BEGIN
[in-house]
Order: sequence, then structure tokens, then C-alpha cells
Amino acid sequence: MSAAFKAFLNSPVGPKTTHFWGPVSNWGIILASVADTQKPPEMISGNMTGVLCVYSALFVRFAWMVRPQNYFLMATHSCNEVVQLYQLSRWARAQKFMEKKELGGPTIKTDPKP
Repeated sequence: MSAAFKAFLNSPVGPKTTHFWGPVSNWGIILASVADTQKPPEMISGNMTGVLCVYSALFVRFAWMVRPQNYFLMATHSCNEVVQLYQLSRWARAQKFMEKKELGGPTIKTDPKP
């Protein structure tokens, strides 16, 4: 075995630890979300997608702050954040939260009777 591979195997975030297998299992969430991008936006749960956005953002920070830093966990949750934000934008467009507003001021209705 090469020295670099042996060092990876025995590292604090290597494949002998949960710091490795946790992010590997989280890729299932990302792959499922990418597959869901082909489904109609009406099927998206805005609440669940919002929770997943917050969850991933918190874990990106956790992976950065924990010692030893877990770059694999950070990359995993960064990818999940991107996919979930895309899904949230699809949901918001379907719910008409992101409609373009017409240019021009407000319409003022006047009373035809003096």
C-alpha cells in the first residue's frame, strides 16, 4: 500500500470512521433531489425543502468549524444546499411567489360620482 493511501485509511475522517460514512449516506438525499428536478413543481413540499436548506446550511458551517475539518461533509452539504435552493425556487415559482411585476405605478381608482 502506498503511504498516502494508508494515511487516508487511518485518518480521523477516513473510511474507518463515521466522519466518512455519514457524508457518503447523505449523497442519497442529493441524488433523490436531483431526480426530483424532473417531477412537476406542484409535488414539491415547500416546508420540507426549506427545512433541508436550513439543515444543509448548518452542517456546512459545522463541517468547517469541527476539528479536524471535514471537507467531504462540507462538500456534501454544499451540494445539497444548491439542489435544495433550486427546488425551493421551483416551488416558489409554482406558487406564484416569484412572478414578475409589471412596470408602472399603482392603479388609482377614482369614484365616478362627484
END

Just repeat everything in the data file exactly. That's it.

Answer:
[in-house]
Order: sequence, then structure tokens, then C-alpha cells
Amino acid sequence: MSAAFKAFLNSPVGPKTTHFWGPVSNWGIILASVADTQKPPEMISGNMTGVLCVYSALFVRFAWMVRPQNYFLMATHSCNEVVQLYQLSRWARAQKFMEKKELGGPTIKTDPKP
Repeated sequence: MSAAFKAFLNSPVGPKTTHFWGPVSNWGIILASVADTQKPPEMISGNMTGVLCVYSALFVRFAWMVRPQNYFLMATHSCNEVVQLYQLSRWARAQKFMEKKELGGPTIKTDPKP
């Protein structure tokens, strides 16, 4: 075995630890979300997608702050954040939260009777 591979195997975030297998299992969430991008936006749960956005953002920070830093966990949750934000934008467009507003001021209705 090469020295670099042996060092990876025995590292604090290597494949002998949960710091490795946790992010590997989280890729299932990302792959499922990418597959869901082909489904109609009406099927998206805005609440669940919002929770997943917050969850991933918190874990990106956790992976950065924990010692030893877990770059694999950070990359995993960064990818999940991107996919979930895309899904949230699809949901918001379907719910008409992101409609373009017409240019021009407000319409003022006047009373035809003096």
C-alpha cells in the first residue's frame, strides 16, 4: 500500500470512521433531489425543502468549524444546499411567489360620482 493511501485509511475522517460514512449516506438525499428536478413543481413540499436548506446550511458551517475539518461533509452539504435552493425556487415559482411585476405605478381608482 502506498503511504498516502494508508494515511487516508487511518485518518480521523477516513473510511474507518463515521466522519466518512455519514457524508457518503447523505449523497442519497442529493441524488433523490436531483431526480426530483424532473417531477412537476406542484409535488414539491415547500416546508420540507426549506427545512433541508436550513439543515444543509448548518452542517456546512459545522463541517468547517469541527476539528479536524471535514471537507467531504462540507462538500456534501454544499451540494445539497444548491439542489435544495433550486427546488425551493421551483416551488416558489409554482406558487406564484416569484412572478414578475409589471412596470408602472399603482392603479388609482377614482369614484365616478362627484